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Helping patients to help themselves – how pharma can get more from patient support programmes

By Chris Finch

We need an app/website/helpline/ newsletter.’ Words uttered by many a well-meaning marketer looking to improve the experience of patients prescribed their brand. It makes perfect sense, does it not? Why wouldn’t patients want access to additional information, support and tools to help them track and manage their disease?

Yet every year our industry spends huge amounts of money on patient programmes that end up falling flat due to a lack of engagement from the patients they are designed to support and/or the healthcare professionals (HCPs) they are designed to assist.

The World Health Organization (WHO) recognises patient engagement as an integral part of healthcare and a critical component of patient-centred services. Engaged patients are better able to make informed decisions about their care options which not only enhances patient experience but may lead to better treatment outcomes.

Despite this, pharmaceutical companies can sometimes be reluctant to engage patients in the development of patient programmes due to the perceived compliance or logistical challenges. However, with good forward planning, clear contracting and well-defined rules of engagement, patients can be engaged by pharma companies in the production of non-promotional patient support programmes.

Socio-demographic factors such as age, ethnicity, gender, sexual orientation and income can influence the way in which patients manage their disease and engage with patient support programmes. It is therefore important to engage a panel which is as representative as possible in the development of support programmes.

Patient support groups can help recruit patients for pharma company panels, but if recruiting individuals is challenging, they themselves can accurately represent the needs of a diverse range of patients. Understanding the context of patients’ challenges is also crucial to developing useful support programmes. For example, if a particular problem is usually experienced at night-time, then an office hours’ helpline is not going to be an appropriate solution.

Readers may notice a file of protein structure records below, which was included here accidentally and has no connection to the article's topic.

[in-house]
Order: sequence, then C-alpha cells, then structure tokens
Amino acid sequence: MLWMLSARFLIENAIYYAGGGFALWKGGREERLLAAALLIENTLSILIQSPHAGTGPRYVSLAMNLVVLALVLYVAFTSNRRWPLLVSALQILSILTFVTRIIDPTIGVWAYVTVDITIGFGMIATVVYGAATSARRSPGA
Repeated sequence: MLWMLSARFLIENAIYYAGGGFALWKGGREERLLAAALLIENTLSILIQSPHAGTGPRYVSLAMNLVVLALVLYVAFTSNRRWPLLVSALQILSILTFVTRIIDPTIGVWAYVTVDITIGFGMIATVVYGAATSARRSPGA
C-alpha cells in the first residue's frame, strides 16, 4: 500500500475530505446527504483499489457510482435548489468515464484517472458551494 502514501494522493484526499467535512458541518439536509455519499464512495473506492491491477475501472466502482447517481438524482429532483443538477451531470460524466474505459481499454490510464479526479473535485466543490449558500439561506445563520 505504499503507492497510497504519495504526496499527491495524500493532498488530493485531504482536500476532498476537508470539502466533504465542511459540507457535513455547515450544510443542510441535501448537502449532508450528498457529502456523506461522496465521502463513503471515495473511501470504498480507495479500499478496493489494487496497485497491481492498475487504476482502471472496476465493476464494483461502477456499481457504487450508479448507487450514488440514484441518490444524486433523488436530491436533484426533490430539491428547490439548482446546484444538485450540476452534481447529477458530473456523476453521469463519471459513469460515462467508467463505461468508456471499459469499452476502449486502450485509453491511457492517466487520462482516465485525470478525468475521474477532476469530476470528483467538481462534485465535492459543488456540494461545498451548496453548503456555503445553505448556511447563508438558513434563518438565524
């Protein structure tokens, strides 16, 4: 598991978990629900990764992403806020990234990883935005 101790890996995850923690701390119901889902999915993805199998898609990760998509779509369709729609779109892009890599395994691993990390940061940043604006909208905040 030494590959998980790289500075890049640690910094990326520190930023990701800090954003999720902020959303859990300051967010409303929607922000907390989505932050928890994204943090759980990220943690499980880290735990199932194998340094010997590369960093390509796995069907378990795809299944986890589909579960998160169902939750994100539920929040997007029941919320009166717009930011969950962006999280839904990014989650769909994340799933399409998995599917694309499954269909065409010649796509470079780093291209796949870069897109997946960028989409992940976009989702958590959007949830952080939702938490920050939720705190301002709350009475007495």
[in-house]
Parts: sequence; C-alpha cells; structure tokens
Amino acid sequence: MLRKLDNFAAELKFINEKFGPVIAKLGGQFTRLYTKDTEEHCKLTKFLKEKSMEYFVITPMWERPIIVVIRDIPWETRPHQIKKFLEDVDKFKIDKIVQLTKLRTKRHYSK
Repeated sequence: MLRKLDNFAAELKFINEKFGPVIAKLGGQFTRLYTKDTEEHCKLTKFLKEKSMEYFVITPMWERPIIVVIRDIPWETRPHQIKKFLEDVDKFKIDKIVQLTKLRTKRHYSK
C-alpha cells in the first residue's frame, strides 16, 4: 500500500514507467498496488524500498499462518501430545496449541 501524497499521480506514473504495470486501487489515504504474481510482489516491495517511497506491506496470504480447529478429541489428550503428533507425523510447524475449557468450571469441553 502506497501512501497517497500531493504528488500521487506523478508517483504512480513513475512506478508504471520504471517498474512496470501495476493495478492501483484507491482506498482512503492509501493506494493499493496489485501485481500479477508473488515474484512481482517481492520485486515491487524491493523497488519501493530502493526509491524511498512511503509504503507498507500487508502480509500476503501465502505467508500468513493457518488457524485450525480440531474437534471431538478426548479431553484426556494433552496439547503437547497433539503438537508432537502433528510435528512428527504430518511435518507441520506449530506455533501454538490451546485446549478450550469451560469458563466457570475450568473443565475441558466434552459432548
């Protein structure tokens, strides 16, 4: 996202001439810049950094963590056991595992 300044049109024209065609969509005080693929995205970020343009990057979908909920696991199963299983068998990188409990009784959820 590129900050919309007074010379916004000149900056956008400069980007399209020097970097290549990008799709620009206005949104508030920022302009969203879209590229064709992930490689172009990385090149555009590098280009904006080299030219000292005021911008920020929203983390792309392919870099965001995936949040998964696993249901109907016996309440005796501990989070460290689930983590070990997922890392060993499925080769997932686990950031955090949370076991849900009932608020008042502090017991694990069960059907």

Likewise, if one patient has an active outdoor lifestyle and another has a sedentary desk job, the way in which they need to access support could be very different – one size cannot fit all. Putting patients at the centre of design and development facilitates the creation of solutions that work for a broad range of patient needs. One technique earthware finds useful is to ask patients to draw out their ‘pain/gain journey’.

Patients answer two questions: a) what problems are experienced at each stage of the treatment journey and b) what opportunities exist to improve the experience at each stage? The stage of the journey is important, as it further contextualises the need. For example, when developing a patient support programme for patients with Ankylosing Spondylitis and Psoriatic Arthritis, earthware identified that, for newly diagnosed patients, the impact of receiving the diagnosis on their mental health was often the biggest issue.

While for established patients, practical support on managing the physical symptoms became the focus.Once the needs are understood then relevant solutions can be developed. Again, it is important to involve patients in this process. Developing prototypes and testing with patients early and often ensures that solutions are focused and lean, with superfluous features quickly discounted.

Where possible, digital solutions should be customisable by individual patients to suit their personal needs. This could be as simple as offering a mobile and desktop version of a solution or as complex as using machine learning and AI to tailor the experience to individuals. Chatbot technology is increasingly being used to provide patients with a ‘virtual assistant’ that can check in with patients and offer appropriate help and advice based on their responses.

For example, the Sanvello app ( uses cognitive behavioural therapy to help patients relieve stress, anxiety and depression. Of course, there is little point in creating an amazing patient support programme if patients do not utilise it. Traditionally, pharma has relied on HCPs to direct patients to these programmes, but to really drive uptake an omnichannel approach works best.

Patient support groups can be valuable partners for promotion as they often have a broad reach to patients via social media and their own email databases. Paid promotion on search engines and social media can also be used to drive relevant traffic and opportunities exist to distribute patient support programmes at the point of prescribing/dispensing through software vendors such as DXS in the UK.

Engaging patients early and often in the development of support programmes is ultimately the key for pharma companies to unlock the opportunity to increase both their quality and utilisation. Patients helping pharma, to help patients help themselves!

Chris Finch is Managing Director of earthware

In association with

11th March 2021

From: Marketing


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